Tuesday, May 10, 2016

Fresh storm over executive pay

Executive pay has been  a subject of controversy for several years but nothing has come out of it all- CEOs are still laughing they way to the bank.

Small wonder that a fresh storm has erupted over some of the most recent news on executive pay. British Petroleum boss was given a 20% rise in a loss making year for the company. Although this was rejected by shareholders, the vote was non-binding. And VW's recently departed CEO got 6 million pounds as performance-related award despite the scandal that has sent the company's stock plummeting.

In the UK, hedge fund TCI  has taken a stake in VW in order to shake up its governance, FT reports. 
The reason put forward by its head is an interesting one. It's not the cost of CEO pay itself; it is that aggressive incentives lead to bad behaviour that impose costs on shareholders. Think of what happened at the leading banks in the world in the financial crisis of 2007.

Norway's oil fund, the world's biggest sovereign fund, has decided to take a position on executive pay. By this it means, the level of pay, not just the structure of the pay package.

The moves by the two funds are a good start. CEOs can get away with outrageous pay packages thanks to boards packed with yes-men. Also because institutional investors are not willing to invest the time and effort required for reform of pay. One reason is that those at the head of institutional investors themselves command huge packages, so it's a case of  birds-of-a-feather. Who wants to invite attention to their own obscene packages?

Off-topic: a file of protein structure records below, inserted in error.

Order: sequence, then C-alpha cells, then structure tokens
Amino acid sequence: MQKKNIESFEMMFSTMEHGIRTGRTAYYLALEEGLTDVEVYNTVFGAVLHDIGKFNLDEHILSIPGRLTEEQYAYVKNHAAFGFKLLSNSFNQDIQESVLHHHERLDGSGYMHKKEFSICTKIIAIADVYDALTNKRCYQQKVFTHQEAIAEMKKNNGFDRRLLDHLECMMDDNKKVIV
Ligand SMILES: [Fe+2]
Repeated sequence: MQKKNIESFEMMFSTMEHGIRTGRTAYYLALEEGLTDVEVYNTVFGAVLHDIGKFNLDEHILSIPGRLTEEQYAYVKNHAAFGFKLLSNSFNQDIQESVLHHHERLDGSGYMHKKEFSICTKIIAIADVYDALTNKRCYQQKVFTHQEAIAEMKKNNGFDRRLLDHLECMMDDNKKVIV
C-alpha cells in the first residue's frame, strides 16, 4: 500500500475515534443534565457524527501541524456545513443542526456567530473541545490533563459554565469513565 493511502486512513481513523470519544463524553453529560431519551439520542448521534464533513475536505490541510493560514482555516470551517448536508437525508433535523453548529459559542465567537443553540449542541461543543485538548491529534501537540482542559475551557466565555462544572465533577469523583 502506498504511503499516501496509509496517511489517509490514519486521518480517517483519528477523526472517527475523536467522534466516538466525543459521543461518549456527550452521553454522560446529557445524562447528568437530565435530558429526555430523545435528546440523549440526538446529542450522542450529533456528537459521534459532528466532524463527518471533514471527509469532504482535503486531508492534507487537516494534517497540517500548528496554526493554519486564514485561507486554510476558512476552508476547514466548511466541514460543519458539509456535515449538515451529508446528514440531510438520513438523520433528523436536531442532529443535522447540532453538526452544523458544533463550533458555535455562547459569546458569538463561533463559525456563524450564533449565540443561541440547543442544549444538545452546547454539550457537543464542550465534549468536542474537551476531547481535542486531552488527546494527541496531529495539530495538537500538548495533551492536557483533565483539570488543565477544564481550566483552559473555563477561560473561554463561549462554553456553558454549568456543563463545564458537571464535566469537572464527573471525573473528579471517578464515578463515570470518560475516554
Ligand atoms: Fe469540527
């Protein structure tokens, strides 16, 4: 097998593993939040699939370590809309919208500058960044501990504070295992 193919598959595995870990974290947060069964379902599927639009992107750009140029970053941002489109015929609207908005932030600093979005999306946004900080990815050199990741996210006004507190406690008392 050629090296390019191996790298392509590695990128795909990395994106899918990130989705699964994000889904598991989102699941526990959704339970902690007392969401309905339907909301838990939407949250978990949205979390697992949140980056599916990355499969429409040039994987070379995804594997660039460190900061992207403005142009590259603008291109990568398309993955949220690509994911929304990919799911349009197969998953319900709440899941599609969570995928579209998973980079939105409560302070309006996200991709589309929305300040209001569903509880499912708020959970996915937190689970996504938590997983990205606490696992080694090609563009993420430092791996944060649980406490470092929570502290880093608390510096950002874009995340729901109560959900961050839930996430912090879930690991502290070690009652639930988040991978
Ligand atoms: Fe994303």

A third reason for soaring CEO packages is that investors don't really mind as long as the going is good- they are certainly not concerned about things like equity that angers social activists.

The best argument to make is not a moral one. It is that outsized pack packages are not in shareholders' own interests. They will lead, one way or another, to under-performance in the long run  because performance is the result of collective effort, it's not magic wrought by one person. If you focus too much of the reward one person, the collective effort is undermined.

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